Maui Coronavirus Updates

New Metrics Aimed at Better Tracking and Management of Pandemic

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Dr. Bruce Anderson, state Health Director. PC: 8.3.20. Office of the Governor / Facebook LIVE.

The Hawai‘i Department of Health is introducing new metrics to assist in decision-making related to COVID-19.  Health officials say the metrics will also better track and manage the disease with a higher degree of accountability.

Health Director Dr. Bruce Anderson said the new metrics will augment existing metrics to assess the impact of policy changes and as a way for policymakers and the public to track the course of the outbreak.

On Monday, Dr. Anderson identified four pillars of the state’s public health response: prevention, detection, containment and treatment.


“Based on our investigations, we are seeing that the weak link in the response is in the area of prevention,” said Dr. Anderson. “I think the rise in the number of positive cases can be attributed primarily to the lack of physical distancing and letting down your guard.”

“The Department of Health has been monitoring most of these measures since the beginning of the pandemic, such as the response time for contact tracing and the percentage of laboratory results that are positive. We have also been closely monitoring hospital capacity, including the number of hospital beds that are filled with COVID patients on any given day,” said Dr. Anderson.

“The combination of all of these tools and evaluating them together will enable us to make better decisions,” said Anderson, noting the enhanced metrics were selected during meetings with district health officers and the counties led by Dr. Janet Berreman, DOH’s Kaua‘i district health officer. “This is not just an academic exercise. The accessibility of this information on a public dashboard allows us to clearly see how well we are dealing with this pandemic, helps others understand why decisions are made, and holds all of us to a higher standard.”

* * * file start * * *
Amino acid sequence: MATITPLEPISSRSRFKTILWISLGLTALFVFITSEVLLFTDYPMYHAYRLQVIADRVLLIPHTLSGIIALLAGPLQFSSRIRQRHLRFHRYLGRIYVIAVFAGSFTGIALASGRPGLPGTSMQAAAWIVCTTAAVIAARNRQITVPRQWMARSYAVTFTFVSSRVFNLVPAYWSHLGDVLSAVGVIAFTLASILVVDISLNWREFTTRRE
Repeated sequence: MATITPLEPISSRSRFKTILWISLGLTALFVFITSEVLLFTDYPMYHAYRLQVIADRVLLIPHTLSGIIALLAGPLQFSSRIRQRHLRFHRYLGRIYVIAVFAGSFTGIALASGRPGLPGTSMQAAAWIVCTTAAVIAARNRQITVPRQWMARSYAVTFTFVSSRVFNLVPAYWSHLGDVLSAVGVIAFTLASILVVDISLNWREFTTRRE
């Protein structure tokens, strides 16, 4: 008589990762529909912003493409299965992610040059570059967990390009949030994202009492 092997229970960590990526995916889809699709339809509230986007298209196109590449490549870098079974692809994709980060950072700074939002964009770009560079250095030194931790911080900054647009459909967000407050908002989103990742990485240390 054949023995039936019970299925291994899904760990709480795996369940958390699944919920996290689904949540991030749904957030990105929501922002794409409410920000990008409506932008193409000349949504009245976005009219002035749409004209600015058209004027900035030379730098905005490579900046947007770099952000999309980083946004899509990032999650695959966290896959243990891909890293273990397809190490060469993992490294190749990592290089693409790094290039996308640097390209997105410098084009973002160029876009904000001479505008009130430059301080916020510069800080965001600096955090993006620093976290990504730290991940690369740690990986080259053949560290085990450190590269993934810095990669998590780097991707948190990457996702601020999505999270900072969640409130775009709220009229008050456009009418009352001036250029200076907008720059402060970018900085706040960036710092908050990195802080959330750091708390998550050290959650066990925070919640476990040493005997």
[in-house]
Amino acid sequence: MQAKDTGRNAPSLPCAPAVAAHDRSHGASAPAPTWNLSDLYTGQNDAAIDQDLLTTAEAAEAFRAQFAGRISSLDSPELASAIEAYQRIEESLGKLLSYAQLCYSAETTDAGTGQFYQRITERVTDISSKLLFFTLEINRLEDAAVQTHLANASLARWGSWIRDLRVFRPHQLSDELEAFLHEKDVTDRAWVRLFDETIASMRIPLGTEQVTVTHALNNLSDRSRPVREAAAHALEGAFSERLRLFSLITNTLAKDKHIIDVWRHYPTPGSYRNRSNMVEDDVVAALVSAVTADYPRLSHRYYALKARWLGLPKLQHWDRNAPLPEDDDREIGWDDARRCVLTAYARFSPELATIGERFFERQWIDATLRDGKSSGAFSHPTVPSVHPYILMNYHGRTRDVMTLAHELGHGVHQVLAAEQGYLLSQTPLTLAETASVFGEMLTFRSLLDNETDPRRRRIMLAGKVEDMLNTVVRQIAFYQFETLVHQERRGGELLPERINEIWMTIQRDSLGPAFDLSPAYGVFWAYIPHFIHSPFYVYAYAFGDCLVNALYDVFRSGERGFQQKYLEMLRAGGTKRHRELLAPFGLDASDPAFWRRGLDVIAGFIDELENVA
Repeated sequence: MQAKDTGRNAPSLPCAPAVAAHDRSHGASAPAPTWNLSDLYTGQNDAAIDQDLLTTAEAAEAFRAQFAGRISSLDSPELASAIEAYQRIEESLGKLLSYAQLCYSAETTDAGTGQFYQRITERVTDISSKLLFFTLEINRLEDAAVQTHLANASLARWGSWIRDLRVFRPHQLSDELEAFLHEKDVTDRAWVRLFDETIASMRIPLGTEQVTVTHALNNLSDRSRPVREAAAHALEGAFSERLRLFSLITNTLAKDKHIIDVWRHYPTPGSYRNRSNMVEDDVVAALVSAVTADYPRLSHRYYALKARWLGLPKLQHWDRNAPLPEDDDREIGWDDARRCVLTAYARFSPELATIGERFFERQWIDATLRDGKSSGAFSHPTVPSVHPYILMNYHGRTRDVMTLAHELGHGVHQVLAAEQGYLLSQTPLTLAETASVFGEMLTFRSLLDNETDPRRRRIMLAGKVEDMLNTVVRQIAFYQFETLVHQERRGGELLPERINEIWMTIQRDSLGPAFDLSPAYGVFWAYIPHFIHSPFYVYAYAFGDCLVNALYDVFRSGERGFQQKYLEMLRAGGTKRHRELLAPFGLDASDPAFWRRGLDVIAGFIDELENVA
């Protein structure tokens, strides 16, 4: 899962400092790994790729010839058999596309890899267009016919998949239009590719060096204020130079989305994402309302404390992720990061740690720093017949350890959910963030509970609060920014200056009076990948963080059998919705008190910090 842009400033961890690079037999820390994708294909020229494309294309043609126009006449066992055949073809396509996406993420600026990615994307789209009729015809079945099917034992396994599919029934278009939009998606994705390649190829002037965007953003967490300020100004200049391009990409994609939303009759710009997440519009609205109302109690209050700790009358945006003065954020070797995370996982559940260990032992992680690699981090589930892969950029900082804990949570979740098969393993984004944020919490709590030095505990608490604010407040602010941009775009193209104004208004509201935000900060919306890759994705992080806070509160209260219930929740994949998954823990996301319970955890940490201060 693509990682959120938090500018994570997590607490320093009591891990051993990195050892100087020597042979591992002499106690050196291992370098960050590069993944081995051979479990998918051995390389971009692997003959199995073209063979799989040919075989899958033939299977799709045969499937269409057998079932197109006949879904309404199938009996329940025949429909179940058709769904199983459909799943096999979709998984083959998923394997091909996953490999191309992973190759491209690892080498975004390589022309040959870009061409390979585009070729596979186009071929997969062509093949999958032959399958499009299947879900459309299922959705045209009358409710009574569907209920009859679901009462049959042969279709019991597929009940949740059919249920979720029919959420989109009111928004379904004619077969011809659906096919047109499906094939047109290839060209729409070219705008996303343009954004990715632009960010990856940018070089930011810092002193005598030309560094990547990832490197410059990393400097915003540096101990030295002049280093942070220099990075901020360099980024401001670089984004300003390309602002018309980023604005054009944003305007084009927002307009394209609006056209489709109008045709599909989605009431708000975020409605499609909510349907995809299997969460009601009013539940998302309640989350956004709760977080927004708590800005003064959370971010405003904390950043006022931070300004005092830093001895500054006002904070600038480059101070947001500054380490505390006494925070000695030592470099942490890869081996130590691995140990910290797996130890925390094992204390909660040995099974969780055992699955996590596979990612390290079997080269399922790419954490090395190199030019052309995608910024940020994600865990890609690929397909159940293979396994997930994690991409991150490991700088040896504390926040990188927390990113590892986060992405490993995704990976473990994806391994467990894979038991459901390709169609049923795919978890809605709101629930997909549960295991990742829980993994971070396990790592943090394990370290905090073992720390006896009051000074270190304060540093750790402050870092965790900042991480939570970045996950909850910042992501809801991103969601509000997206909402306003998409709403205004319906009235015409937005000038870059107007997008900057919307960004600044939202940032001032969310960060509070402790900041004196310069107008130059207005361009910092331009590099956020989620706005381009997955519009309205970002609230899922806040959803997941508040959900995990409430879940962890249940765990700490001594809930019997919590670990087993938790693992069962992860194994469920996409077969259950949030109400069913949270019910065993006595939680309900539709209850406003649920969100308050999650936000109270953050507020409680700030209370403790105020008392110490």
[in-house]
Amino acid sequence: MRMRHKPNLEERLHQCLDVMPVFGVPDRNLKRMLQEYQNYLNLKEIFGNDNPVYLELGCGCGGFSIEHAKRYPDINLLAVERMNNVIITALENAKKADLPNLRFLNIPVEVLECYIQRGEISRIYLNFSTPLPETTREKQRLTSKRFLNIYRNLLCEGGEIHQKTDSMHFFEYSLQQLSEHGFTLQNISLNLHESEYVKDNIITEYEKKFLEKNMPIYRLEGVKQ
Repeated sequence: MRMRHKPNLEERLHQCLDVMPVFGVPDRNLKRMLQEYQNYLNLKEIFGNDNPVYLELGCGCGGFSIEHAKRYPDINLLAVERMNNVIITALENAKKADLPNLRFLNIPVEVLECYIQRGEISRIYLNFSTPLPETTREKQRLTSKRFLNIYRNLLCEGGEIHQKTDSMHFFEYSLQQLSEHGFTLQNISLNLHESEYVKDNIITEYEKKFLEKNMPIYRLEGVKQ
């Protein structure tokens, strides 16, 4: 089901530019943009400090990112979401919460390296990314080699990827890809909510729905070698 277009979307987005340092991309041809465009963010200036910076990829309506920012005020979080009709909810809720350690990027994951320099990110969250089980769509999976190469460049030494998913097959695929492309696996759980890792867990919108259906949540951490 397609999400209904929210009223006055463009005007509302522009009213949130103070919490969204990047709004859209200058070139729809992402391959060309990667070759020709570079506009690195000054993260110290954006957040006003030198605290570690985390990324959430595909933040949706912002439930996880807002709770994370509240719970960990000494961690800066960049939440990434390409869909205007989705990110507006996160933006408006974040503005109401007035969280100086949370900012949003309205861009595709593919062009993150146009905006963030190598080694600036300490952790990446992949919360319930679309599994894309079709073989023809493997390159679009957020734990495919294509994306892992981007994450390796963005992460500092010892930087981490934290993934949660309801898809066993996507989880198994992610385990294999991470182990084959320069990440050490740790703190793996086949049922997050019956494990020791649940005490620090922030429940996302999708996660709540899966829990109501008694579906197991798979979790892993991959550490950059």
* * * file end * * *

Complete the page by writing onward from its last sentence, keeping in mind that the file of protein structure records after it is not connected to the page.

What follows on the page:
The prevention-related metrics will track disease activity in Hawai‘i compared with other states and monitor implementation and compliance with safe practices. This will include metrics relating to face mask compliance. Prevention will also focus on food establishment enforcement metrics, including the number of complaints received on food establishments and the number of red placards that are issued.

In addition to continuing to track the “epidemiological curve,” or cases per day over time by county and sources of exposure, detection-related metrics will include the number of tests completed and the percent of positive cases of those tested, and sources of exposure.

Metrics relating to containment will include the percent of positive cases and contacts who are interviewed within 24 hours, the number of individuals and capacity of isolation and quarantine facilities, and laboratory testing turn-around time.


In collaboration with the Healthcare Association of Hawai‘i and hospital partners, the DOH will continue to monitor hospital capacity, including acute care bed occupancy by day and county for COVID-19 positive cases, intensive care unit bed occupancy and ventilator use by COVID patients.

State health officials say the recent escalating disease rate may potentially require the state to resume tighter controls and restrictions to prevent the spread of the disease. Department officials say this will be especially important as Hawai‘i prepares for the opening of schools and, potentially, the welcoming of trans-Pacific travelers.

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